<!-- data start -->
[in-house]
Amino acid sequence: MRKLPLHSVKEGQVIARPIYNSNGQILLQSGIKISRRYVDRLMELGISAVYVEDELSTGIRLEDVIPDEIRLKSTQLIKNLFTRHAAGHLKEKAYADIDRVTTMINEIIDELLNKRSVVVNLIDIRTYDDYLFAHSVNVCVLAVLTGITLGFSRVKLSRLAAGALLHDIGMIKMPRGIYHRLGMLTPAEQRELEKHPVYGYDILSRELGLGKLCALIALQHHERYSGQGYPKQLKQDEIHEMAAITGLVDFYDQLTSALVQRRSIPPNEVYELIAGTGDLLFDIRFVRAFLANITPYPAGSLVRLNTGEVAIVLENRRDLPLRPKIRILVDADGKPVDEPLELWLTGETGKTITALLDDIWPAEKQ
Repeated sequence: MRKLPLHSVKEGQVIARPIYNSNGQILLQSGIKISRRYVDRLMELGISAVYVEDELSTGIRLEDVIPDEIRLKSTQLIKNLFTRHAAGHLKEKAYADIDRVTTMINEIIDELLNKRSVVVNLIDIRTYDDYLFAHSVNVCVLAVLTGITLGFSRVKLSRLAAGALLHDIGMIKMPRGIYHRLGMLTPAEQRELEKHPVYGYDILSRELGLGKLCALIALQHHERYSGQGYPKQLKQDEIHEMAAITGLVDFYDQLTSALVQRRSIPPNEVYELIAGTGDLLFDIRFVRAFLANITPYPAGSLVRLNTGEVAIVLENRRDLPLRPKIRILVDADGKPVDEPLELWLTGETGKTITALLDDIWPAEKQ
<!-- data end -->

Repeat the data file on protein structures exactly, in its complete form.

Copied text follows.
[in-house]
Amino acid sequence: MRKLPLHSVKEGQVIARPIYNSNGQILLQSGIKISRRYVDRLMELGISAVYVEDELSTGIRLEDVIPDEIRLKSTQLIKNLFTRHAAGHLKEKAYADIDRVTTMINEIIDELLNKRSVVVNLIDIRTYDDYLFAHSVNVCVLAVLTGITLGFSRVKLSRLAAGALLHDIGMIKMPRGIYHRLGMLTPAEQRELEKHPVYGYDILSRELGLGKLCALIALQHHERYSGQGYPKQLKQDEIHEMAAITGLVDFYDQLTSALVQRRSIPPNEVYELIAGTGDLLFDIRFVRAFLANITPYPAGSLVRLNTGEVAIVLENRRDLPLRPKIRILVDADGKPVDEPLELWLTGETGKTITALLDDIWPAEKQ
Repeated sequence: MRKLPLHSVKEGQVIARPIYNSNGQILLQSGIKISRRYVDRLMELGISAVYVEDELSTGIRLEDVIPDEIRLKSTQLIKNLFTRHAAGHLKEKAYADIDRVTTMINEIIDELLNKRSVVVNLIDIRTYDDYLFAHSVNVCVLAVLTGITLGFSRVKLSRLAAGALLHDIGMIKMPRGIYHRLGMLTPAEQRELEKHPVYGYDILSRELGLGKLCALIALQHHERYSGQGYPKQLKQDEIHEMAAITGLVDFYDQLTSALVQRRSIPPNEVYELIAGTGDLLFDIRFVRAFLANITPYPAGSLVRLNTGEVAIVLENRRDLPLRPKIRILVDADGKPVDEPLELWLTGETGKTITALLDDIWPAEKQ